Evolution of the concept
At the time that special relativity was introduced, relativity of simultaneity already existed as a practical concept.
By the end of 19th century, light was conceived as a wave phenomenon, propagating a certain velocity with respect to the Luminiferous ether. Astronomers could not determine the true one-way speed of light relative to the solar system; instead they simply took the speed of light to be isotropic relative to their frame of reference.
In a discussion about the problem of establishing simultaneity, Poincaré wrote in "La Mesure du Temps"(1898) about that "opportunistic" approach:
"When an astronomer tells me that a stellar phenomenon that his telescope reveals to him at this moment, nevertheless occurred fifty years ago, I try to find out what he tries to say and for this reason, I will ask him initially how he knows it, i.e. how he measured the speed of the light. He started by assuming that the light has a constant speed, and in particular that its speed is the same in all directions. That is a postulate without which no measurement of this speed could be attempted."
A sophisticated experiment with light signals, the Michelson Morley experiment, failed to detect motion relative to the ether and it was soon proposed that length contraction made this impossible—a conspiracy of nature that makes it impossible to establish absolute simultaneity in this way.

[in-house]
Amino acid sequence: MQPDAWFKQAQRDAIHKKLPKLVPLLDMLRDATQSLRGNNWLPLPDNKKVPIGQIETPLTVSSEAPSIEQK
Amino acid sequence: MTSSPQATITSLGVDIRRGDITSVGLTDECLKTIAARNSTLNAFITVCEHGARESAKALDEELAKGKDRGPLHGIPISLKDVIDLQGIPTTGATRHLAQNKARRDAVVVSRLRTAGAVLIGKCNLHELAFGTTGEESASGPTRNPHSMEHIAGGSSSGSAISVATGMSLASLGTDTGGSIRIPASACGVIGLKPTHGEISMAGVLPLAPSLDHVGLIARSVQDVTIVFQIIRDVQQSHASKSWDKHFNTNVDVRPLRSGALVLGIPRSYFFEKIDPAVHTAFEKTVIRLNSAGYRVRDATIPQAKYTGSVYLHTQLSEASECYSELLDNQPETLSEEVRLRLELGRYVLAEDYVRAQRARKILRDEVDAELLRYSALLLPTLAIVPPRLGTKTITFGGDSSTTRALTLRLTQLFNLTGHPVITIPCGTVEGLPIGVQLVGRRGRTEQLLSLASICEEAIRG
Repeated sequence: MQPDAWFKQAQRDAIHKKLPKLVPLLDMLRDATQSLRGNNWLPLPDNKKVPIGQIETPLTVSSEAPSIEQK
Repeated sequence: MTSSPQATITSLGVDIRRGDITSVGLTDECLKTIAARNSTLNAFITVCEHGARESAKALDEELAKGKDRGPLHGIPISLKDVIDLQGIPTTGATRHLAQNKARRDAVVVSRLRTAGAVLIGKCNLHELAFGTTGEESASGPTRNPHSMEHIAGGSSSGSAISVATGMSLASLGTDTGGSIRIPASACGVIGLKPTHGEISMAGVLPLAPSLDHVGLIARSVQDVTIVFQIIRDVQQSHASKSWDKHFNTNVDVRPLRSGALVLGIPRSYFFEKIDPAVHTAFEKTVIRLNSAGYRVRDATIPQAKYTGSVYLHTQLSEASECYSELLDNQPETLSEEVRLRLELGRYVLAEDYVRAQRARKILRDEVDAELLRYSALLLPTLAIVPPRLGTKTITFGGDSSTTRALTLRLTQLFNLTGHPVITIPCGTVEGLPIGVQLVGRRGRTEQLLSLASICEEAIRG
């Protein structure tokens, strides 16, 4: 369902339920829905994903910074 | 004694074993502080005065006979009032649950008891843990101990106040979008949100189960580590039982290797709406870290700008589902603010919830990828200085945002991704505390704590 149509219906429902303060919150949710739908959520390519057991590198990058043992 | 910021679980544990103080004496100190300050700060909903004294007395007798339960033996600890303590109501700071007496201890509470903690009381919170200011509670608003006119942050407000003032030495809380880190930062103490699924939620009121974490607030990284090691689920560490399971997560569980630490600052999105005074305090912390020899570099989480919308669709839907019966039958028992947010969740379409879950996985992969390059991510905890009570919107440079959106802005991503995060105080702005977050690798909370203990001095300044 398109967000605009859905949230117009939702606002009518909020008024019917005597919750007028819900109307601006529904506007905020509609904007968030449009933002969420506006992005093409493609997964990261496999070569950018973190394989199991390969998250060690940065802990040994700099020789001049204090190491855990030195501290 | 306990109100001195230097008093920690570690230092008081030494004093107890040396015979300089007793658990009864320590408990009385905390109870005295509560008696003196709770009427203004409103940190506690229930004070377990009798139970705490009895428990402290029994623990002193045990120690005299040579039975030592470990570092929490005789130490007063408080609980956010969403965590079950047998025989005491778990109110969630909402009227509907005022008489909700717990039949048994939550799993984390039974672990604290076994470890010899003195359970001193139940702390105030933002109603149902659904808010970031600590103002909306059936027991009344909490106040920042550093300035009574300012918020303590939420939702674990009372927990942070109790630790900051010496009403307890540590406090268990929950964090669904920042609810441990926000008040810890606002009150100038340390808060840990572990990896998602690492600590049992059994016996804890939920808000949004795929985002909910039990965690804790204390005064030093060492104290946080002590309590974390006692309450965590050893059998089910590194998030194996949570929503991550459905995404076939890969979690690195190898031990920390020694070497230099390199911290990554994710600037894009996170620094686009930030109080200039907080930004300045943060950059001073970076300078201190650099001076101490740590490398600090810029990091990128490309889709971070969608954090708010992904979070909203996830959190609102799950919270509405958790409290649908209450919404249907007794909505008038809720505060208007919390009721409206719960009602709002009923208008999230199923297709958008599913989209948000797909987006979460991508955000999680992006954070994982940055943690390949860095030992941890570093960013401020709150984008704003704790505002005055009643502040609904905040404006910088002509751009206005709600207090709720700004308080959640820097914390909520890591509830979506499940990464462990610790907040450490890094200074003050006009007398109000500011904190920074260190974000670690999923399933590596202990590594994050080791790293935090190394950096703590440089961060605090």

One could think that instead a time dissemination procedure using portable clocks would yield an unambiguous result. One could synchronize portable clocks and move them a distance apart. However, Poincaré stressed that such is based on the postulate that clock rate is fully unaffected by such clock transport.
For clocks to be perfectly synchronized for more than an instant, they must count units of time at the same rate, and they must simultaneously indicate the same time. As chronometers became more and more refined the differences became smaller and smaller. This instilled confidence that no matter where a traveling clock is, and no matter how it arrived at where it is, it can be absolutely in synchrony with a universal time-keeping.